Tracking ‘first originator’
The rules also makes it mandatory for a ‘significant social media intermediary’ that provides services primarily in the nature of messaging (such as WhatsApp) to enable the identification of the “first originator” of the information.
This is a move aimed at tracking down people who use WhatsApp or Signal to spread fake news or carry out illegal activities, but is also one that cyber experts fear may require companies to break their end-to-end encryption protocols and pave the way for a surveillance state.
“Significant social media intermediaries providing services primarily in the nature of messaging shall enable identification of the first originator of the information that is required only for the purposes of prevention, detection, investigation, prosecution or punishment of an offence related to sovereignty and integrity of India, the security of the State, friendly relations with foreign States, or public order or of incitement to an offence relating to the above or in relation with rape, sexually explicit material or child sexual abuse material punishable with imprisonment for a term of not less than five years,” a government release noted.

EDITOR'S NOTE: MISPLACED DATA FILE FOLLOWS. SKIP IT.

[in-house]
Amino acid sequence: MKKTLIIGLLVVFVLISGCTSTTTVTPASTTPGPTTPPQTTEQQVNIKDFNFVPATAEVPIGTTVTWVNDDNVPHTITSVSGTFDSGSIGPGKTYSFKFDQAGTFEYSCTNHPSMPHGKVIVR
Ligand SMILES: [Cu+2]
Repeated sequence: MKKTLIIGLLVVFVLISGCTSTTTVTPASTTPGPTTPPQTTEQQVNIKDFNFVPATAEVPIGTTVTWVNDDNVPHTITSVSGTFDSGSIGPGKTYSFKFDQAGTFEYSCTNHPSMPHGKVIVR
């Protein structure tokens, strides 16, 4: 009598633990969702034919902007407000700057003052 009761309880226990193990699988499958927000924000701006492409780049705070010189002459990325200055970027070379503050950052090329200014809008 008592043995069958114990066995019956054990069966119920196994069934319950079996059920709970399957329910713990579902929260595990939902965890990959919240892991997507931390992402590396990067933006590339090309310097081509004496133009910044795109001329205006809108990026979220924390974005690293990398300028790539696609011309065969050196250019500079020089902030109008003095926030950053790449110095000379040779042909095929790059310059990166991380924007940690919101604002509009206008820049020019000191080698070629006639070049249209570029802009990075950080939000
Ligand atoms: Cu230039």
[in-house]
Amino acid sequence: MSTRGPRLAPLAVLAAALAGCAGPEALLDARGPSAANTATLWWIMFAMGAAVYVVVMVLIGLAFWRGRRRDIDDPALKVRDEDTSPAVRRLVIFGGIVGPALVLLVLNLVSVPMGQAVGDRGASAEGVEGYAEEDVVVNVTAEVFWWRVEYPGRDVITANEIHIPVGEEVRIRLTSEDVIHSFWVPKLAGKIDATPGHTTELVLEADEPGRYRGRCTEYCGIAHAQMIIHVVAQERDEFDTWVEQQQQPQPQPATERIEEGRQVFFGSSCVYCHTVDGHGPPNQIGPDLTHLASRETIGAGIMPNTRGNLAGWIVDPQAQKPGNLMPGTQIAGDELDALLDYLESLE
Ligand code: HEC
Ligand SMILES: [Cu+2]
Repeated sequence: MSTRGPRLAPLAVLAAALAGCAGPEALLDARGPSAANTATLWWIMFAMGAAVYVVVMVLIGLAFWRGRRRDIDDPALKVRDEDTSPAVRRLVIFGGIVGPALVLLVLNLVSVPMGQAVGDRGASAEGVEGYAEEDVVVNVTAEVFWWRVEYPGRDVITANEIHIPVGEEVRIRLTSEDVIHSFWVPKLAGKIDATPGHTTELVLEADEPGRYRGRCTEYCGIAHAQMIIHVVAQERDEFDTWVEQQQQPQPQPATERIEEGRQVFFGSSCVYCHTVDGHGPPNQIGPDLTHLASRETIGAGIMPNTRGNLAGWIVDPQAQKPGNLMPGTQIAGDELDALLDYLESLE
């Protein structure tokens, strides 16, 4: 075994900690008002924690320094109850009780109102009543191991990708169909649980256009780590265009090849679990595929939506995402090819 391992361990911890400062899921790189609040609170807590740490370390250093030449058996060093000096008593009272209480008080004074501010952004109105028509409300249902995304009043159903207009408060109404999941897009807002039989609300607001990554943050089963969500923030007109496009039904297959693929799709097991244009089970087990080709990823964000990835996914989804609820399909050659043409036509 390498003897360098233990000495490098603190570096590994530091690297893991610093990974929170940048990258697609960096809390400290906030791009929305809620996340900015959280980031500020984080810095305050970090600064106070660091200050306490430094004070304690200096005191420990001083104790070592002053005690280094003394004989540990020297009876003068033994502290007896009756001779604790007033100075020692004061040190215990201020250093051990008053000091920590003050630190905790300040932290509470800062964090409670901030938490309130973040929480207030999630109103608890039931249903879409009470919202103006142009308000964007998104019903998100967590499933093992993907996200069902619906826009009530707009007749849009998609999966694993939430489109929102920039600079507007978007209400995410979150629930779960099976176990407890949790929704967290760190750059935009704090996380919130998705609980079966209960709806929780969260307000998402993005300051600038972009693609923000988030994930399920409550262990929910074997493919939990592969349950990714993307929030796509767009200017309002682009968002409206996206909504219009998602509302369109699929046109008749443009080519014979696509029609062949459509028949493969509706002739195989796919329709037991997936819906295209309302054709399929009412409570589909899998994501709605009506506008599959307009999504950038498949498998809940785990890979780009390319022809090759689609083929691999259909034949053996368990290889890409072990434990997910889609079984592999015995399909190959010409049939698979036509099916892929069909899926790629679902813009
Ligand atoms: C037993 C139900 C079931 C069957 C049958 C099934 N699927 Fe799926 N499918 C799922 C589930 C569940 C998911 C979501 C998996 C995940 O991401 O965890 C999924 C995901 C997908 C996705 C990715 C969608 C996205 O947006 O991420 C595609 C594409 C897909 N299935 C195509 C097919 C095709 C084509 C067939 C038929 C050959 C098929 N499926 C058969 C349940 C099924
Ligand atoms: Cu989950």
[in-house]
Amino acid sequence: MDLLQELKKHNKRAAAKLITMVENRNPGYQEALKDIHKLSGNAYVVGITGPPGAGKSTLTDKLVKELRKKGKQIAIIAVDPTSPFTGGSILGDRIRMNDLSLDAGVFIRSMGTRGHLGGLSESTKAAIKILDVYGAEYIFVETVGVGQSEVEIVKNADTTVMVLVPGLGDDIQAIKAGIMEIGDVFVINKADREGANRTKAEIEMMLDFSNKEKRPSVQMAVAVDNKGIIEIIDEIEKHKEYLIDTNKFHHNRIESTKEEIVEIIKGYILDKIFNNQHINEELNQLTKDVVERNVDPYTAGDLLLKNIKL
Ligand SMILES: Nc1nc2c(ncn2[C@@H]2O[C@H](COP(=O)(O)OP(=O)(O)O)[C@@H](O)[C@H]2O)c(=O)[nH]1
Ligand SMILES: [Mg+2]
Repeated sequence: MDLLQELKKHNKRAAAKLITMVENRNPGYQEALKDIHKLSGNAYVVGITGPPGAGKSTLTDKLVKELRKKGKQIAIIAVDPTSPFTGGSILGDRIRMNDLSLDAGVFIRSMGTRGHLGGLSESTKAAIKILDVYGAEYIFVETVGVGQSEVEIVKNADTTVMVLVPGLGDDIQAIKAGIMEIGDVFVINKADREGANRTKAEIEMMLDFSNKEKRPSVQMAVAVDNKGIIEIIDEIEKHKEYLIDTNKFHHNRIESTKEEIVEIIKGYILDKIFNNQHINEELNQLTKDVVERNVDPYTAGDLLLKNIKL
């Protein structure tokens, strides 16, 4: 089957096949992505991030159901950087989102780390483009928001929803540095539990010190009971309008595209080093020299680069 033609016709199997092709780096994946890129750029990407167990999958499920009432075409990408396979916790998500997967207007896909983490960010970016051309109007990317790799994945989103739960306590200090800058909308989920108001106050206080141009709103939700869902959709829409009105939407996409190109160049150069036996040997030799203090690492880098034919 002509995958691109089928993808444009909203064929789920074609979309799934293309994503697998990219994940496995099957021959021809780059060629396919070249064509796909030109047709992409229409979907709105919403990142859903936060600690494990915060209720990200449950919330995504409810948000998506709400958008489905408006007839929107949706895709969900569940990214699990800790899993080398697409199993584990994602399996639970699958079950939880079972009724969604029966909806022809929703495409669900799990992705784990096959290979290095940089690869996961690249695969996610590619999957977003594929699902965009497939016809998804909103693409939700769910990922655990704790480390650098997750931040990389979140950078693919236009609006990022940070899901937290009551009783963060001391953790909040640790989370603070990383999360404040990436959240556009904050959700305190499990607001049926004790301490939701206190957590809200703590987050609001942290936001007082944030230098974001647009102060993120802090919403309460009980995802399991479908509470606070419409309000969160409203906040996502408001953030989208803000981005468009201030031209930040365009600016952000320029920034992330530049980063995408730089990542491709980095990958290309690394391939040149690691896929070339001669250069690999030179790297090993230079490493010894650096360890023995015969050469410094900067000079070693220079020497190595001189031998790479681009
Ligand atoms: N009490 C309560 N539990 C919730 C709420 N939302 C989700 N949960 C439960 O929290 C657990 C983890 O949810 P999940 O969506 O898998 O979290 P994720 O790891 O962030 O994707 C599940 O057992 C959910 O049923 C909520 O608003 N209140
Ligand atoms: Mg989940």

In addition to this, significant social media intermediaries – a category of company which have a certain number of users – will be required to appoint three employees, all of whom must be a resident of India, who will deal with the grievance redressal system.
The first is the need to appoint a ‘Chief Compliance Officer’ who “shall be responsible for ensuring compliance with the Act and Rules”.
The second is the requirement to appoint “a nodal person of contact for 24×7 coordination with law enforcement agencies and officers”